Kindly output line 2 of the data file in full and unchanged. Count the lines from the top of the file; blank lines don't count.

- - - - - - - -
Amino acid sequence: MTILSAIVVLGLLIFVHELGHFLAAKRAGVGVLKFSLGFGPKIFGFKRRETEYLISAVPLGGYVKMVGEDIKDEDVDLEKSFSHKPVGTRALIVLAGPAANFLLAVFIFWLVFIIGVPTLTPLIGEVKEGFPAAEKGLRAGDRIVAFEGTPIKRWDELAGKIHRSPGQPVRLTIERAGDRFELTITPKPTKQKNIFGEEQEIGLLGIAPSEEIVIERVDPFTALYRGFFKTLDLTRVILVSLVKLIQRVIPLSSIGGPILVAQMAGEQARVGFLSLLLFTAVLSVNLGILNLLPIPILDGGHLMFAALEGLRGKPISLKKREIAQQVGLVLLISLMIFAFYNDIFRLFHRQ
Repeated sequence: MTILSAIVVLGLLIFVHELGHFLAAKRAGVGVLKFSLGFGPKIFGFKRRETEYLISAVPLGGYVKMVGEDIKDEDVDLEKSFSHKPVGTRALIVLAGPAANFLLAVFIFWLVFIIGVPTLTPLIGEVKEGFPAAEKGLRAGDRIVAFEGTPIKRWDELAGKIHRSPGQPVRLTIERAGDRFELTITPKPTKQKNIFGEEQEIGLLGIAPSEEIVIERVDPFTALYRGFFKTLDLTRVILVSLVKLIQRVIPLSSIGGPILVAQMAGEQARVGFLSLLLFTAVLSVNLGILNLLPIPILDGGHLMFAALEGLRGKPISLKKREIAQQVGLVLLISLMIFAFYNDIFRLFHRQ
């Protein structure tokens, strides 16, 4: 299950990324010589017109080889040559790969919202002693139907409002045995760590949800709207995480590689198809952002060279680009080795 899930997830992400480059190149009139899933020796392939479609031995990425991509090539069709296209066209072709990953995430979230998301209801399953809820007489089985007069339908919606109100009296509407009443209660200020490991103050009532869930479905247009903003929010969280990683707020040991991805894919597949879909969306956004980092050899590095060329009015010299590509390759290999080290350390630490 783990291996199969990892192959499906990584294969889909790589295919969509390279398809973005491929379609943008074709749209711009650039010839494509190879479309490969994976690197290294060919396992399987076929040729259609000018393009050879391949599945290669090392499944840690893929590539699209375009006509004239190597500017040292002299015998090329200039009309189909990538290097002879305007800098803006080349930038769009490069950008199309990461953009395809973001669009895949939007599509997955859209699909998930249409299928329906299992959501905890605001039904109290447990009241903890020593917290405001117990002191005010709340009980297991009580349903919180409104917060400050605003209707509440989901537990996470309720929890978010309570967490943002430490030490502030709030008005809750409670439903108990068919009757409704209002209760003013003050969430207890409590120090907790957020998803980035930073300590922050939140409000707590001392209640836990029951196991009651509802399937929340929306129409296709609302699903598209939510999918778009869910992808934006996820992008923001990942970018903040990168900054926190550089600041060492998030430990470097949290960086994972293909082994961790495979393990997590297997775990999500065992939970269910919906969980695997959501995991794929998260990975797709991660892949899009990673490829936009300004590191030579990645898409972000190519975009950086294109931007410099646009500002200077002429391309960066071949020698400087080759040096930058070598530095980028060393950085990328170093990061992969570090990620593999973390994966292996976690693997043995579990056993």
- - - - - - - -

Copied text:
Repeated sequence: MTILSAIVVLGLLIFVHELGHFLAAKRAGVGVLKFSLGFGPKIFGFKRRETEYLISAVPLGGYVKMVGEDIKDEDVDLEKSFSHKPVGTRALIVLAGPAANFLLAVFIFWLVFIIGVPTLTPLIGEVKEGFPAAEKGLRAGDRIVAFEGTPIKRWDELAGKIHRSPGQPVRLTIERAGDRFELTITPKPTKQKNIFGEEQEIGLLGIAPSEEIVIERVDPFTALYRGFFKTLDLTRVILVSLVKLIQRVIPLSSIGGPILVAQMAGEQARVGFLSLLLFTAVLSVNLGILNLLPIPILDGGHLMFAALEGLRGKPISLKKREIAQQVGLVLLISLMIFAFYNDIFRLFHRQ